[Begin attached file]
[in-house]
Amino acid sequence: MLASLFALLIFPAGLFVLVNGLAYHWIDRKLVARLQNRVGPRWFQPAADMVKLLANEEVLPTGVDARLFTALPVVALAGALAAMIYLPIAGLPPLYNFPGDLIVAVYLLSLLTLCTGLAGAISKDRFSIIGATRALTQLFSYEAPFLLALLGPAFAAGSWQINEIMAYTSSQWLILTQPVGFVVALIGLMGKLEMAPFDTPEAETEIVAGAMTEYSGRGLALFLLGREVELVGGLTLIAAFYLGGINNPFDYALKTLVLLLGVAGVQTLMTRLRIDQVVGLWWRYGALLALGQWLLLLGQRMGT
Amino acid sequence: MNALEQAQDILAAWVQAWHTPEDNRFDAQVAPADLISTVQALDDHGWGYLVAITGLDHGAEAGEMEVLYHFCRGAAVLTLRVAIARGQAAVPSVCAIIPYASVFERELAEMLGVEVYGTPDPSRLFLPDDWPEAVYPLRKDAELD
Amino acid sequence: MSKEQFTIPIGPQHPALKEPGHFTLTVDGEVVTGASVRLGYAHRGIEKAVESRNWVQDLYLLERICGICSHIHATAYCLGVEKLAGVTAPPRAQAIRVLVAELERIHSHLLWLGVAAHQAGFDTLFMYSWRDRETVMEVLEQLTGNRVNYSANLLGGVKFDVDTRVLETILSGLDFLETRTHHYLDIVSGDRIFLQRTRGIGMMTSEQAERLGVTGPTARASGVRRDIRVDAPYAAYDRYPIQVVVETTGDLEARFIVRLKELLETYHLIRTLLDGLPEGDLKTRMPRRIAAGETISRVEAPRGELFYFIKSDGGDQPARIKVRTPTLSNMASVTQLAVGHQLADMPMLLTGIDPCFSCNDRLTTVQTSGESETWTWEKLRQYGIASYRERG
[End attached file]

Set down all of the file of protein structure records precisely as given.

[in-house]
Amino acid sequence: MLASLFALLIFPAGLFVLVNGLAYHWIDRKLVARLQNRVGPRWFQPAADMVKLLANEEVLPTGVDARLFTALPVVALAGALAAMIYLPIAGLPPLYNFPGDLIVAVYLLSLLTLCTGLAGAISKDRFSIIGATRALTQLFSYEAPFLLALLGPAFAAGSWQINEIMAYTSSQWLILTQPVGFVVALIGLMGKLEMAPFDTPEAETEIVAGAMTEYSGRGLALFLLGREVELVGGLTLIAAFYLGGINNPFDYALKTLVLLLGVAGVQTLMTRLRIDQVVGLWWRYGALLALGQWLLLLGQRMGT
Amino acid sequence: MNALEQAQDILAAWVQAWHTPEDNRFDAQVAPADLISTVQALDDHGWGYLVAITGLDHGAEAGEMEVLYHFCRGAAVLTLRVAIARGQAAVPSVCAIIPYASVFERELAEMLGVEVYGTPDPSRLFLPDDWPEAVYPLRKDAELD
Amino acid sequence: MSKEQFTIPIGPQHPALKEPGHFTLTVDGEVVTGASVRLGYAHRGIEKAVESRNWVQDLYLLERICGICSHIHATAYCLGVEKLAGVTAPPRAQAIRVLVAELERIHSHLLWLGVAAHQAGFDTLFMYSWRDRETVMEVLEQLTGNRVNYSANLLGGVKFDVDTRVLETILSGLDFLETRTHHYLDIVSGDRIFLQRTRGIGMMTSEQAERLGVTGPTARASGVRRDIRVDAPYAAYDRYPIQVVVETTGDLEARFIVRLKELLETYHLIRTLLDGLPEGDLKTRMPRRIAAGETISRVEAPRGELFYFIKSDGGDQPARIKVRTPTLSNMASVTQLAVGHQLADMPMLLTGIDPCFSCNDRLTTVQTSGESETWTWEKLRQYGIASYRERG